The Bull's Eye

Brahmas find niche on ice

Three Brahmas play hockey for Bishop Amat High School in La Puente and practice in Ontario.

Junior+Matthew+Ho%2C+sophomore+Nolton+Burns+and+freshman+Aidan+Yim+all+played+in+the+same+recreational+program+before+joining+Bishop+Amat%E2%80%99s+team.
Junior Matthew Ho, sophomore Nolton Burns and freshman Aidan Yim all played in the same recreational program before joining Bishop Amat’s team.

Junior Matthew Ho, sophomore Nolton Burns and freshman Aidan Yim all played in the same recreational program before joining Bishop Amat’s team.

INGRID CHAN

INGRID CHAN

Junior Matthew Ho, sophomore Nolton Burns and freshman Aidan Yim all played in the same recreational program before joining Bishop Amat’s team.

Catherine Liu, Staff Writer

On the West Coast, hockey is not a major sport for most high school students. But  Diamond Bar High School junior Matthew Ho, sophomore Nolton Burns and freshman Aidan Yim go out of their way to pursue competitive hockey, traveling to La Puente to play for the Bishop Amat High School team.

Ho, Burns and Yim practice three times a week, two days on Wednesday and Saturday for a group practice while one day is for individual practice. The group usually holds practice at the rinks that are available in Ontario, such as the Center Ice Arena.

“We just go to the rinks and do some outdoor workout,” Ho said. “Then we would go onto ice for an hour to two hours just to weave in, weave out, do some drills and polish our skills.”

Ho started skating in third grade before taking up ice hockey in fifth grade. Skating was something that Ho decided to do recreationally with his friends until he became interested in competitive hockey after watching a game.

“When I was nine, I watched my first hockey game,” Ho said. “It was a really intense game, and I really enjoyed it. I was like, ‘You know, they’re skating that fast, so why can’t I do it?’”

Ho was able to play his first hockey game through the program, In-House at Anaheim Ice. The program gave Ho experience in competing against other players and trying to work together with different people as a team. After playing hockey recreationally for three years, Ho wanted to play more competitively and researched ways to get involved, before discovering Bishop Amat’s hockey team online. The Bishop Amat’s hockey team accepts players that do not attend its school to make up for their lack of players.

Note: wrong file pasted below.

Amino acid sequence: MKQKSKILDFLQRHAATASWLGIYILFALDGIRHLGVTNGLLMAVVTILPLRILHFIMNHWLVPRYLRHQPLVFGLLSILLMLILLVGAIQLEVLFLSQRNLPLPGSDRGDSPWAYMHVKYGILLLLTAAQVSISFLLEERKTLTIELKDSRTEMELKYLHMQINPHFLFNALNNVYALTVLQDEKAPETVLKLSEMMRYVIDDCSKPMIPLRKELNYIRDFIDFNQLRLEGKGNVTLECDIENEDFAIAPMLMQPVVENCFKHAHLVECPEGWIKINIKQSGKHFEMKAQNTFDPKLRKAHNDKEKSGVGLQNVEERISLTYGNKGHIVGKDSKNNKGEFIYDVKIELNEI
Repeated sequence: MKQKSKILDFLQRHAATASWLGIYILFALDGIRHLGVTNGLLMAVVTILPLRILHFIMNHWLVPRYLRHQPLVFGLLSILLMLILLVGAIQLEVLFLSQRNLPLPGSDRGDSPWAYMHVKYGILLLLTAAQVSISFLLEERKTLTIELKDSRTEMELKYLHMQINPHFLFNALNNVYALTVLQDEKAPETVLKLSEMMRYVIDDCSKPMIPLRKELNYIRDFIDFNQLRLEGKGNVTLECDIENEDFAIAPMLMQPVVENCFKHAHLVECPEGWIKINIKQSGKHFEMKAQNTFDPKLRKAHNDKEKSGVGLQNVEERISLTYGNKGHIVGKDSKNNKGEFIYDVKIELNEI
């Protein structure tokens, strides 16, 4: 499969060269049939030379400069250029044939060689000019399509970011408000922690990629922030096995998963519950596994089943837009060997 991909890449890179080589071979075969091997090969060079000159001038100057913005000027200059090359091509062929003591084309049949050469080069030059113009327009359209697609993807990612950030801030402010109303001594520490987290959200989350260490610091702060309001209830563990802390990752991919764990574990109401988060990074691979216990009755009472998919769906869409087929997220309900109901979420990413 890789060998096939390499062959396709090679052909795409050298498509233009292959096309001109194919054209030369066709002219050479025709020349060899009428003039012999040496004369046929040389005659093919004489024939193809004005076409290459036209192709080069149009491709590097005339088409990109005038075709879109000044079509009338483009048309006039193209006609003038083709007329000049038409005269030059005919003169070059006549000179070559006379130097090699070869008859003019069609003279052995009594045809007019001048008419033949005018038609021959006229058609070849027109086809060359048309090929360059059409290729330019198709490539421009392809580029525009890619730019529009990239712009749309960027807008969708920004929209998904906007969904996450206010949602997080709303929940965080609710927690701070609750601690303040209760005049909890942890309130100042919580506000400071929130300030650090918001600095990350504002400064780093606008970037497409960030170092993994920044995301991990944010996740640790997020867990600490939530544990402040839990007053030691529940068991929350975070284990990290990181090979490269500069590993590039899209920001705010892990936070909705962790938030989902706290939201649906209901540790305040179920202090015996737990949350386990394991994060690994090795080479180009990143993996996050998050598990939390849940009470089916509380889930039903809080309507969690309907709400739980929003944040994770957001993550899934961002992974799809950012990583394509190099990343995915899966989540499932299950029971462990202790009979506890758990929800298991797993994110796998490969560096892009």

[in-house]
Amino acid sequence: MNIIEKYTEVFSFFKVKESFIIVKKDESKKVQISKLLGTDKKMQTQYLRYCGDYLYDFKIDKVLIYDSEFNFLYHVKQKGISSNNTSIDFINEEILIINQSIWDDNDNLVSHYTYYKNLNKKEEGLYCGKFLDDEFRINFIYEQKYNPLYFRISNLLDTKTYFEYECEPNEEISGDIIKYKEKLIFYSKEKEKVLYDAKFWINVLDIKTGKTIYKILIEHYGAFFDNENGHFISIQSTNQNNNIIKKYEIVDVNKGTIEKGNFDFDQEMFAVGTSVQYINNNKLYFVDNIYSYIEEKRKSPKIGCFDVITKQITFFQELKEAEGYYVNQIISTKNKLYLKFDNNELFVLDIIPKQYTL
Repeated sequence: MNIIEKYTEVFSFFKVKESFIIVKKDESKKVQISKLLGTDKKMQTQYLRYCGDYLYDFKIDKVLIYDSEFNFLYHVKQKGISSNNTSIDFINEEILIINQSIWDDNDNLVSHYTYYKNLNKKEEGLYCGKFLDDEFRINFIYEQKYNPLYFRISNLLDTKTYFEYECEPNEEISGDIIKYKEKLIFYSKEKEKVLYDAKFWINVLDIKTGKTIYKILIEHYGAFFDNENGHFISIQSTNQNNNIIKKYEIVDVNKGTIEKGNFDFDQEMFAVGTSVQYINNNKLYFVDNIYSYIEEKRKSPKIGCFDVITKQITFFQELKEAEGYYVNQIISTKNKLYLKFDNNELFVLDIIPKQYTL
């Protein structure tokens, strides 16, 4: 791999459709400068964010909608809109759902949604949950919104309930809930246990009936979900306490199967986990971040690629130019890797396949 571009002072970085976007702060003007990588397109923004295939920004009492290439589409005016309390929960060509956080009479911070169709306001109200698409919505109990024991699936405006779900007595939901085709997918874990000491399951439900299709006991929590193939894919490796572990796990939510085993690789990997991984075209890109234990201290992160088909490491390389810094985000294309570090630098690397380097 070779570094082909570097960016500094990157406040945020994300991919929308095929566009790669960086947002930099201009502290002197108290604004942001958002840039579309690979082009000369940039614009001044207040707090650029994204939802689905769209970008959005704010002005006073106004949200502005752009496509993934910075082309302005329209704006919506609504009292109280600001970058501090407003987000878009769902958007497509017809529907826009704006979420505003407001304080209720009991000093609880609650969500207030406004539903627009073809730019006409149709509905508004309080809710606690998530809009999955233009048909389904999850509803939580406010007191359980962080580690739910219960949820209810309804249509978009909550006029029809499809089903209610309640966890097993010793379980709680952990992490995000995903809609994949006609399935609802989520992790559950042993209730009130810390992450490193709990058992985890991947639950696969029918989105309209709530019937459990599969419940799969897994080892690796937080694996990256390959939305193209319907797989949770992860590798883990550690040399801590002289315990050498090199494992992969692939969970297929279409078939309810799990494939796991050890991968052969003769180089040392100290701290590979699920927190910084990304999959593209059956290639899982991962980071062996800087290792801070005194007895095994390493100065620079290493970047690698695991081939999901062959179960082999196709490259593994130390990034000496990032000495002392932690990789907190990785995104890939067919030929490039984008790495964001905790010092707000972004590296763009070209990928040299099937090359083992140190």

“We were able to get in contact with the manager, and she gave us the location of tryouts in the summer. I went in, and I got accepted,” Ho said.

He improved throughout the years, starting off his freshman and sophomore year as a starter for the junior varsity team before becoming a transition player for both the JV and varsity team in his junior year. When playing for varsity, he plays as the wing while he plays as a center for JV. Meanwhile, Burns started playing roller hockey when he was four, introduced to the sport by a friend of the family.

“At first I didn’t like hockey, but the more I played it, the more I got to know the game,” Burns said.

Burns played roller hockey up until ninth grade when a friend recommended he play for the Bishop Amat team by his friend, who played roller hockey with him. Burns played for one season with the In-House ice hockey team before trying out for the high school team.

“It wasn’t that different, but just the stopping and stick handling was the big difference,” Burns said.

He is now a transition player for the high school, playing defense for JV and forward for varsity.

“I like ice hockey better than roller hockey. I like the physicality of it,” Burns said.

Aidan Yim, who learned the fundamentals of hockey from his father, has played the sport  for six years, including three with In-House.

“My dad bought me a pair of skates and then I just played with him for a year. Then, he put me in an In-House league,” Yim said.

In sixth grade, Yim started to play for a club called California Wave, and won a championship at a Christmas tournament with the team.

Hearing about Bishop Amat’s hockey team through his friends at the club, Yim soon tried out and made the cut. On the team, Yim plays as a transition player for both JV and varsity, playing defense for JV and center for varsity. Yim said that with hockey, he had to overcome the pressure he felt at times that would cause him to mess up.

“It is a lot of pressure on you sometimes and you don’t want to make mistakes,” Yim said.

Yim said that he is able to handle this by taking a break on the bench and focuses on relaxing before returning on ice. Ho, Burns and Yim all said that they hope to continue playing hockey in the future and if possible, in college.

“I still have a lot to improve, I think I will try to [continue hockey] or do some recreational [games] in college,” Ho said.

1 Comment

One Response to “Brahmas find niche on ice”

  1. Carole Mead on November 19th, 2017 5:17 pm

    DBHS used to have a hockey team. There were even awesome jerseys!!!!

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